More women working the turntables
female:pressure – a network helping to boost the number of female DJs.
The number of women in electronic music has risen since the late 1990s. But that does not mean women are over-represented in the electro music scene. On the contrary. Nadine Moser alias Resom, Susanne Kirchmayr alias Electric Indigoand Gudrun Gutare icons of electronic music but they are convinced that women in the industry have a much tougher time than men. With the international network female:pressure, they are trying to get more women working the turntables and greater acknowledgement for their work.
Back-handed compliments and scepticism
Susanne Kirchmayr has repeatedly encountered sexist behaviour in her work as a musician: “It starts with insulting back-handed compliments like ‘You are really good for a woman’, which every female artist has heard”. Femininity is not a disadvantage per se, she says.“All new DJs have to work hard to get noticed and being a woman can certainly help in that respect because female DJs are the exception, so they stand out.” But Kirchmayr reckons the advantages are outweighed by the disadvantages: “What I regularly find is that women face greater scepticism. They have to prove themselves while men get nodded through. Women need a stronger personality and a thick skin. Otherwise they quickly give up.”
As Electric Indigo, Kirchmayr has helped define the music scene since the late 1980s. In 1998, she founded female:pressure,an international network for female artists in electronic music and digital arts. The mailing list carries messages about the music business, warnings about sexist promoters and details of podcasts and joint activities. Today, female:pressure has 2,370 members in 75 countries, including a growing number of non-binary and transgender artists. “We are big on solidarity,” Kirchmayr stresses. Everyone is welcome – from newbie to pro.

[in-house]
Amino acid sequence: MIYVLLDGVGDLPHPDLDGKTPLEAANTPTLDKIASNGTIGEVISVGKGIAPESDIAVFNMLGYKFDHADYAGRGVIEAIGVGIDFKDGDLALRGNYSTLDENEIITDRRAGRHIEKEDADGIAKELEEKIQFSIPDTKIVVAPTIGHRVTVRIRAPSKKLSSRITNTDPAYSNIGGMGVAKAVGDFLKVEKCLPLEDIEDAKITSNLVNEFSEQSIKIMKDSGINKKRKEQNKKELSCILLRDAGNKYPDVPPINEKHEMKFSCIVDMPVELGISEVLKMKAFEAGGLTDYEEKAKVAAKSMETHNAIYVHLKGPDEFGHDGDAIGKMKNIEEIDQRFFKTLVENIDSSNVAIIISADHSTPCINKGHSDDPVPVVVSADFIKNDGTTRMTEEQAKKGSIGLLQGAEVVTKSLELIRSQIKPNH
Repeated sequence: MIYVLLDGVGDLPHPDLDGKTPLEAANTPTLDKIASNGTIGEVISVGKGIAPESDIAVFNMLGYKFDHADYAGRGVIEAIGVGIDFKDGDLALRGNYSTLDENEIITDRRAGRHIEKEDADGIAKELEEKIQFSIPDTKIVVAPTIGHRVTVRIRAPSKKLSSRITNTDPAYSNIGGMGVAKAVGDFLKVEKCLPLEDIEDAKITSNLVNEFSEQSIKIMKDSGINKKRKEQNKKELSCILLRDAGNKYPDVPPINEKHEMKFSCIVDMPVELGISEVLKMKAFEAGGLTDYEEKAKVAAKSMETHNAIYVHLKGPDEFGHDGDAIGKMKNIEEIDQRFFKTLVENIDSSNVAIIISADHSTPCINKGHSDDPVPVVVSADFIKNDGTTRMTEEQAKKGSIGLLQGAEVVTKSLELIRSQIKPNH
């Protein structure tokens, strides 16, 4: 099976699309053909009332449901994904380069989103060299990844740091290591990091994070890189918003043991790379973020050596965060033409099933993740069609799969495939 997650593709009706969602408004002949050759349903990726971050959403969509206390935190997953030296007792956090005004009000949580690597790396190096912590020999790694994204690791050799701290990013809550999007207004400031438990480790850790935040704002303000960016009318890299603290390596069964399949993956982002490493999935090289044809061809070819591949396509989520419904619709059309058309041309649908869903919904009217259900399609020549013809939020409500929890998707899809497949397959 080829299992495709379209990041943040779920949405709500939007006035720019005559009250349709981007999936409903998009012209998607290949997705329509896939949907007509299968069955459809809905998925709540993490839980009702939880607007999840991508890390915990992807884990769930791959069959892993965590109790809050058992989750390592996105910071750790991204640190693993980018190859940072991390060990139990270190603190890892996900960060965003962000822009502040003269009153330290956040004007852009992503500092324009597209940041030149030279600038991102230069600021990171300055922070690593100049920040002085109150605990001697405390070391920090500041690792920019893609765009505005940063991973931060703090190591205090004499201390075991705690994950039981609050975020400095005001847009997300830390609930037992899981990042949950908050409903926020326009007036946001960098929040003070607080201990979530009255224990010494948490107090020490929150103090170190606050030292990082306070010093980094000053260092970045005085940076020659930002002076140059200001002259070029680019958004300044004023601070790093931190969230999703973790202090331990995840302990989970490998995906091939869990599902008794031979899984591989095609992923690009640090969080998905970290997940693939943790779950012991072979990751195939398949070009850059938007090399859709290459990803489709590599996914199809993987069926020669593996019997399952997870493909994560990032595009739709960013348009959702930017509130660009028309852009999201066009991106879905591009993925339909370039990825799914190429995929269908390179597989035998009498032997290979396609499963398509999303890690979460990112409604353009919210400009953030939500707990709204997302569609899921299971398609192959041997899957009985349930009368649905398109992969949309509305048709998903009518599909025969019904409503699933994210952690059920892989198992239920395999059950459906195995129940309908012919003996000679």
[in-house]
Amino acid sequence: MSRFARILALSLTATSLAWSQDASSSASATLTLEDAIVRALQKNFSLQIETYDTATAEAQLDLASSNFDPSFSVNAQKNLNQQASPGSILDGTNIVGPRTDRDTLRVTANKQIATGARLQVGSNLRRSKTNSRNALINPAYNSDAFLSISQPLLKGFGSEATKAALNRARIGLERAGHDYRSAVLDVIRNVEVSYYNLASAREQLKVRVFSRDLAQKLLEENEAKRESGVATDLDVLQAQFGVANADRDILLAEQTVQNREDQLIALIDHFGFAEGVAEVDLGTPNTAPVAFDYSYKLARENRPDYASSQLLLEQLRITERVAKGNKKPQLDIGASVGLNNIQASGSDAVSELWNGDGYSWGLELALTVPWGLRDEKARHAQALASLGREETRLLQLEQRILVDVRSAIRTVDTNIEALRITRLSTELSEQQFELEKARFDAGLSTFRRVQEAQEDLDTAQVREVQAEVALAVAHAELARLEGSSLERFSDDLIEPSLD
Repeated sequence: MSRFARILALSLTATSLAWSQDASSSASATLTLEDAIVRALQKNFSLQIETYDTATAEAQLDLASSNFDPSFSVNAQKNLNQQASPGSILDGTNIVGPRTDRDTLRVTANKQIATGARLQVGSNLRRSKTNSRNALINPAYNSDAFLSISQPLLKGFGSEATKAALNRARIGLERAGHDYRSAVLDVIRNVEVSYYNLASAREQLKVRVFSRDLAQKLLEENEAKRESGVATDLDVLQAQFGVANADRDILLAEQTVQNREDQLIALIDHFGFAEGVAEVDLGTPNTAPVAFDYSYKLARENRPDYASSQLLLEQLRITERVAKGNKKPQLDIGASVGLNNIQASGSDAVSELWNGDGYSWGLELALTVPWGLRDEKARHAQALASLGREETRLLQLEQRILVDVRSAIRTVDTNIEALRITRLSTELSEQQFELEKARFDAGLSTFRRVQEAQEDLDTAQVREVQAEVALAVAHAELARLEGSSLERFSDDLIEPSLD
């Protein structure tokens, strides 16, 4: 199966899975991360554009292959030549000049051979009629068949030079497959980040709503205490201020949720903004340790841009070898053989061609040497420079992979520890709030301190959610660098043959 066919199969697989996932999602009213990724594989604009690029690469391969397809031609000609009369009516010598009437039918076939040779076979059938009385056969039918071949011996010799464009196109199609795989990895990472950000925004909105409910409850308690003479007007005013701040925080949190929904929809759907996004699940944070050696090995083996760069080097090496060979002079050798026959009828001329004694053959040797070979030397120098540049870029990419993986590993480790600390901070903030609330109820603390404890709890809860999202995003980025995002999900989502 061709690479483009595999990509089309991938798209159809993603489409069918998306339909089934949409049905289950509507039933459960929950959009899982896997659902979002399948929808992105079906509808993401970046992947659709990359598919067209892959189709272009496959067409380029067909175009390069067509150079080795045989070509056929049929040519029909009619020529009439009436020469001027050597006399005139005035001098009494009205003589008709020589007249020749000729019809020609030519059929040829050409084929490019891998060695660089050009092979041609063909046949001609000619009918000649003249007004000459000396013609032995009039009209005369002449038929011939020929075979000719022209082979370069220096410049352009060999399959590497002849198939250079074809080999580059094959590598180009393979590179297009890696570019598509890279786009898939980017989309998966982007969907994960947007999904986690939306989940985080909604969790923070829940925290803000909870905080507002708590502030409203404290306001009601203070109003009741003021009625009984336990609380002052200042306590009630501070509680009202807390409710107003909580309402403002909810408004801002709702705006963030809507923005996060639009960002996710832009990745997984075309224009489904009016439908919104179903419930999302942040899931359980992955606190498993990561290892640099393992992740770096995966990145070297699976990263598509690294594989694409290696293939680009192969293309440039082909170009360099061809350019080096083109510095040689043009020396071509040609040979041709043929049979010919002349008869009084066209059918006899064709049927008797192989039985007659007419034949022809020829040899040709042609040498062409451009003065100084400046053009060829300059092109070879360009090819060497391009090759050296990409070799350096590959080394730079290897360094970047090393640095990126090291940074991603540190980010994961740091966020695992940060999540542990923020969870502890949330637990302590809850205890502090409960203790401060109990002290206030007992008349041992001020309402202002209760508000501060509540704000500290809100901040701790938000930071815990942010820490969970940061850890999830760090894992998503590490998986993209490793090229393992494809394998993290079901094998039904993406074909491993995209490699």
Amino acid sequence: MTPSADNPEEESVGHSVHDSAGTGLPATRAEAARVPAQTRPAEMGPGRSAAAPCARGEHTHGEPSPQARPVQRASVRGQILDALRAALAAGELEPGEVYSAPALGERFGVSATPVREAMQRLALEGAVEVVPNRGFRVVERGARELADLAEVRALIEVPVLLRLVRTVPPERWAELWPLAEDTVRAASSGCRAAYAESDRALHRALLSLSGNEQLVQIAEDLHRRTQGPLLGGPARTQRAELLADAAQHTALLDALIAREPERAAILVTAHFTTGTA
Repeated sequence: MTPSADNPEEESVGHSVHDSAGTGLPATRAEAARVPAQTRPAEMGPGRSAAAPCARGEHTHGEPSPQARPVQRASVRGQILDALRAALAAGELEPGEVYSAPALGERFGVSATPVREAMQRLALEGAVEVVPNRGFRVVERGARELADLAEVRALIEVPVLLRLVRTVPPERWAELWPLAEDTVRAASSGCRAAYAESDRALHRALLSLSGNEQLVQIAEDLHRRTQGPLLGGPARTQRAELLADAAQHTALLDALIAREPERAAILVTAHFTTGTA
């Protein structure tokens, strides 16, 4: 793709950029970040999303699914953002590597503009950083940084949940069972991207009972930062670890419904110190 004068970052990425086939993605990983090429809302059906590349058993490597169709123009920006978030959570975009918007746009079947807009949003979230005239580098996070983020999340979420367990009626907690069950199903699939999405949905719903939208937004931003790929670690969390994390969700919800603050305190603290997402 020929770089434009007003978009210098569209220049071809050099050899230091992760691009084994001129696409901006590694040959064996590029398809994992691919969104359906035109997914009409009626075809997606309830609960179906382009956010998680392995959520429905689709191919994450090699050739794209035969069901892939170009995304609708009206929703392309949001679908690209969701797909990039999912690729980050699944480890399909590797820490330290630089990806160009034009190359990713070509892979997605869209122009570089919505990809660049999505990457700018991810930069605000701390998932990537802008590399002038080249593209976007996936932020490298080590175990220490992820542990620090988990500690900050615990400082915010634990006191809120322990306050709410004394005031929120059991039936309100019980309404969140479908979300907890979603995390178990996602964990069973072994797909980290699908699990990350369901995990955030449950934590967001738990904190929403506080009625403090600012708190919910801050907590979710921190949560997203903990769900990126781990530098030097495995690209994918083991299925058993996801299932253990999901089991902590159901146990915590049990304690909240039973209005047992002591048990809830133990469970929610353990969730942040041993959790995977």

Photo (detail): Resom @ Camille Blake
Nadine Moser alias Resom offers DJ workshops to motivate more women to work the turntables. She is convinced that women in electronic music have a much tougher time than men.
Photo (detail): Electric Indigo © StefanFuhrer/WienModern
Susanne Kirchmayr, founder of the female:pressure network, has repeatedly encountered sexist behaviour in her work as a musician.
Photo (detail): GGut Moment 2018 © Mara von Kummer
In the 1980s, Gudrun Gut was founding member of the Berlin band Malaria!. It is nice – she says – to see improvements in the visibility of female artists.
Better visibility for female artists
Gudrun Gut has also been a driving force in the music scene since the 1980s – as DJ, presenter, music producer and owner of the music label Monika Enterprise.A founding member of the Berlin band Malaria!, she does not think women have a harder or easier time in electronic music than in any other area of the music business. It is pretty much the same everywhere, she says: “The music scene as a whole is very male-dominated – just look at any record collection.” And she recalls the early days of female:pressure: “One eye-opening moment was when we started to count how many men were being booked and how many women. Some festivals had a 100% male line-up. That shocked us all.”
The scale of male dominance in the music scene was also highlighted by an analysis conducted by the British Guardian newspaper in 2015. The paper’s website published the flyers of the year’s music festivals but blanked out all of the male acts on the bill. The result: in many cases there was hardly anyone left.
Kirchmayr and Gut are pleased to note that female DJs have an easier time getting bookings today than at the turn of the millennium. “There are more women in electronic music now and we have seen the development of a strong feminist discourse,” says Kirchmayr, summing up progress in the 20 years since the network was created. Gut also points to improvements in the visibility of female artists. It is nice – she says – to see a slowly growing awareness that not all the acts that can be booked for festivals are male.